SWI: There are indications that gold from the Amazon may be reaching Swiss refineries. What should they do to ensure that this no longer happens?


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M.S: Mining gold from the Amazon is illegal. It is produced illegally, on indigenous lands and environmental reserves, contaminating the soil and the rivers. We have images of children of the Yanomami people (a tribe living in the northern part of the country), looking as if they were in concentration camps. What refineries certainly need to do is cut off the supply of this raw material.

Citizens will not want the gold of blood, the gold of children who have their vision impaired because of illegal mining. [Chemical materials used in illegal mining] attack the central nervous system. Of every ten Yanomami children, four are contaminated by chemicals. Everybody should be concerned about this supply chain, and that gold ends up in unsuspected places. Pay attention at what you're wearing – wedding rings, necklaces. [In light of its origins], it will probably be the ugliest and most regrettable thing you can be wearing.

SWI: What can multinationals like Nestle or commodity trading companies like Trafigura and others do to help the climate agenda ?

M.S: To respond to the problems of climate change, we need governments and companies. If everyone does their homework, we will be able to rise to the challenge. If the 20 largest economies in the world resolve to act, we can solve 80% of problems linked to climate change.

Now, the financial sector and large companies have the capacity to make a big contribution. They can help by stimulating a culture in those who buy their products. Secondly, they must consistently offer products of quality and transparency. For example, when a company says that it is making its products in a sustainable way, what does this mean? What percentage of the total production meets this goal in reality?



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Another aspect is the citizen, who needs to pressure companies. This means a change in production and consumption habits. This also means a new mentality in the face of a finite world and of human beings with an infinite capacity to desire. If we wish wrongly, we will destroy the very basis of our existence.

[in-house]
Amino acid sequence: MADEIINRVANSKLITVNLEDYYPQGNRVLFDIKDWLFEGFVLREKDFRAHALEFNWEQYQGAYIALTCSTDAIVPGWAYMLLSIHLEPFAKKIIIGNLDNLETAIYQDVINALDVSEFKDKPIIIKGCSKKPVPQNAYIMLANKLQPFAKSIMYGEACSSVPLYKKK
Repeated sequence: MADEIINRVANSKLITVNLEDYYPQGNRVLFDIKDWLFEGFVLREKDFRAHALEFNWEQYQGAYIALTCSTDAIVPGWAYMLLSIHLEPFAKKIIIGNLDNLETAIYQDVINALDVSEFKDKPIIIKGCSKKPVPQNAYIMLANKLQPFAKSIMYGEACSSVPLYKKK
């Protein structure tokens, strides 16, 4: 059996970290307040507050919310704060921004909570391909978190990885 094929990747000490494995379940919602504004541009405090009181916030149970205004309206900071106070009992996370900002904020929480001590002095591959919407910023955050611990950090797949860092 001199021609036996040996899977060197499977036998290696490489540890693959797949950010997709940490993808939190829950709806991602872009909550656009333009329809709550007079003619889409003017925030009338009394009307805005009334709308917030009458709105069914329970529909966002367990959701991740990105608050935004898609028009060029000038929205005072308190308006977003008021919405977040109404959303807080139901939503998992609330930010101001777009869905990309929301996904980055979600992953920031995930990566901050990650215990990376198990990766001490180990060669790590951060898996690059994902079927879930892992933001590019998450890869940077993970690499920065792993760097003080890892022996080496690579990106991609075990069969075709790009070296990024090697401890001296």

SWI: Does the trade agreement between Mercosur – an economic and political bloc consisting of Argentina, Brazil, Paraguay, and Uruguay – and the European Free Trade Association (EFTA) still come up in the environmental debate? Do you think that trade helps or increases deforestation?

M.S: It depends on how you are going to trade. If you only look at the protein and nutritional quality [of a product], or its sanitary quality, without looking at the social, ethical, environmental, cultural context; then it [trade] can be harmful. If we integrate all the other elements, it can be helpful. Trade in itself is neither good nor bad. It depends on how it is conducted and on the product.

SWI: You are traveling a week after the attacks in Brasilia. Do you believe your country's credibility may suffer due to these events?

M.S: It has already suffered a lot. And what happened on the 8th [of January] reflects the“outstanding balance” of all that came before. This was clear proof that, from the social, political and civic point of view, Brazil could not stand another four years of Jair Bolsonaro. It is a clear demonstration of the strategic importance of Lula's election.

Just as they [Bolsonaro supporters] are leaving a negative balance of deforestation and poverty, they are creating a negative image of Brazil. The important thing is that the new government reverses this. We saw the amount of phone calls that Lula received [from foreign leaders] and indications that the [Brazilian] government would not collude with any authoritarian adventure.